Music as the Shared Heartbeat of Diverse Cultures

Tuesday, February 7 2012


By Donna Emert

MOSCOW, Idaho – Poets suggest that music is the universal language and shared heartbeat of humanity. The World Music Day concert, set for Feb. 19 in Moscow, aims to provide loud, joyful, cross-cultural proof of that hypothesis.

The World Music Day performance is set for 7:30 p.m., on Sunday, Feb. 19 in the Haddock Performance Hall. Tickets will be sold at the door. Cost is $5 for adults and $3 for students and senior citizens

The concert is preceded by a drumming and dancing workshop to be presented Saturday, Feb. 18, at 1:30 pm at the Administration Auditorium.
That workshop is free and open to the public.

Music graduate student and composer Navin Chettri is a driving force behind the two days of events, culminating in the evening performance.

He hopes to provide students and the community an opportunity to participate in, and increase their understanding of, global art, dance and culture.

“I have a different cultural and musical background, growing up in India, and while living in Kathmandu I also was exposed to Cuban and African music,” said Chettri. “I got a chance to visit Africa in 2010, with Professor Barry Bilderback, and that also has had a huge influence. I wanted to share some of that, to bring added colors to the music scene we have here in Moscow, and to encourage students’ interest in music from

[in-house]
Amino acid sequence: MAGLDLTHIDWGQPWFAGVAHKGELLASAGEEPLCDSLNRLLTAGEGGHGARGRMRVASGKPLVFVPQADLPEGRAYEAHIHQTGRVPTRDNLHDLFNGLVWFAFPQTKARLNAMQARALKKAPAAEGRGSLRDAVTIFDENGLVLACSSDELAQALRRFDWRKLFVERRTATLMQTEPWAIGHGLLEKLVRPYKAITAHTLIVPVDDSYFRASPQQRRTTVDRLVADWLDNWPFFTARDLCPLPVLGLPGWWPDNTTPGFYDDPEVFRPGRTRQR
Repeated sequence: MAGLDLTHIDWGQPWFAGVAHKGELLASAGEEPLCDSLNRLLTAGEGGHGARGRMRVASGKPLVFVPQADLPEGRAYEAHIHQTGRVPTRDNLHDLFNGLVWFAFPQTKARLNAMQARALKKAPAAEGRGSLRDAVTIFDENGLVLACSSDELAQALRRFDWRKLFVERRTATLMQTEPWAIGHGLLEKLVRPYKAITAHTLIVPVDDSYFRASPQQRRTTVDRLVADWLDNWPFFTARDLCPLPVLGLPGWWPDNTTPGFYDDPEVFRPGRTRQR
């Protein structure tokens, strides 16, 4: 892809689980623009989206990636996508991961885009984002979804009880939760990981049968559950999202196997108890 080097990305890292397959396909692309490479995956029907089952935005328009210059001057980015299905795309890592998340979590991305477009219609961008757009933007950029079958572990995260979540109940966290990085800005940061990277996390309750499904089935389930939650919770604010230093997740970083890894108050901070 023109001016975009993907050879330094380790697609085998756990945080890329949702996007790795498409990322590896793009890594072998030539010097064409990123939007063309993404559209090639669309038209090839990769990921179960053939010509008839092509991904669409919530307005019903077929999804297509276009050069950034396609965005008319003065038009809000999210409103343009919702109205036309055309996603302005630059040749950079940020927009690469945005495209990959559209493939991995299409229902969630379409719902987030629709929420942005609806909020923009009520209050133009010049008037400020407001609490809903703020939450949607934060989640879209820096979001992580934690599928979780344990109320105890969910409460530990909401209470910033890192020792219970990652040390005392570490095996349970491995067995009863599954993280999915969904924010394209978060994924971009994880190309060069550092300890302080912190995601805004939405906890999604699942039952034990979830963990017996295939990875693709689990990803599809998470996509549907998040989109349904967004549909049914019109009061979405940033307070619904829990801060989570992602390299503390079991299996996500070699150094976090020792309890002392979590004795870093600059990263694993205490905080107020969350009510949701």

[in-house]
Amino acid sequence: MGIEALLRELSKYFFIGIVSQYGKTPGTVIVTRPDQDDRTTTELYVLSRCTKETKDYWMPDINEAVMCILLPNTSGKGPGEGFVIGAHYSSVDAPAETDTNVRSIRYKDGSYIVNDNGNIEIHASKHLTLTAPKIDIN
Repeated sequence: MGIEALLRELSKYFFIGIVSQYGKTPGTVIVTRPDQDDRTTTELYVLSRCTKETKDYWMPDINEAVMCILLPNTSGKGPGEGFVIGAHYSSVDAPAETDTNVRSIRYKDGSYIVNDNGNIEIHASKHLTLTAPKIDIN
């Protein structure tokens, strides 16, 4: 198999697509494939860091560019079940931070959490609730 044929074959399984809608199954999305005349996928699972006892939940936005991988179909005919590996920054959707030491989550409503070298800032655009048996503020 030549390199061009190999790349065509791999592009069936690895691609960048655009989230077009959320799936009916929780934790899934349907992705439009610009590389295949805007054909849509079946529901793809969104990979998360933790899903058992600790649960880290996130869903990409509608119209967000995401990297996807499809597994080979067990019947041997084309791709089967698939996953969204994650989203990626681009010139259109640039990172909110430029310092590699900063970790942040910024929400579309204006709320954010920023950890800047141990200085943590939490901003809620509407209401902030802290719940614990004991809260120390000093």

different parts of the world.”

Chettri planned World Music Day events in partnership with the members of the World Beat Ensemble, and with “immense support by the faculty and staff at the LHSOM, especially director Kevin Woelfel, professor Dan Bukvich, professor Barry Bilderback, and professor Sally Graves Machlis from the College of Art and Architecture,” said Chettri.

The World Music Day performance features guest artists Nii Ardey Allotey & Ekome, master drummers and dancers from Ghana, Africa. They have performed in Africa, Italy, Romania, Liberia, Germany, Russia, Puerto Rico, Japan and the U.S. Their music and dance has been influenced by the Ewe, the Dagbani and the Ga–Adagbe people of Ghana.

Allotey is founder and leader of Ekome – which translates to “Unity” – a group of Ghanaian dancers and drummers performing the traditional music and dance of the region.

At the concert, The Lionel Hampton School of Music’s World Beat Ensemble (WBE) will be performing with Nii Ardey Allotey & Ekome, with opening performances by U-Idaho graduate students Alberto Cusano, from Argentina and Navin Chettri, from Nepal/India, along with U-Idaho students Joe Steiner, Pete Chambers, Emily Benjamin, Daniel Ferguson and Kieran Gordon.

Leading up to and as part of the World Music Day celebration, works by University of Idaho graduate students and Ghanaian artists Charles Dodoo and Jacob Commodore will be on exhibit beginning Monday, Feb. 13 through Feb. 20. The exhibit will occupy multiple venues on campus, including the Lionel Hampton School of Music.

The exhibition will also feature art that originated from a design class project, coordinated by graduate student Donald Johnson in the College of Art and Architecture.

To hear and see video of previous Ni Ardey Allotey & Ekome performances, visit http://zomobo.net/Ekome.
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About the University of Idaho
The University of Idaho helps students to succeed and become leaders. Its land-grant mission furthers innovative scholarly and creative research to grow Idaho's economy and serve a statewide community. From its main campus in Moscow to its 70 research and academic locations statewide, U-Idaho emphasizes real-world application as part of its student experience. U-Idaho combines the strength of a large university with the intimacy of small learning communities. It is home to the Vandals, and competes in the Western Athletic Conference. Learn more: www.uidaho.edu.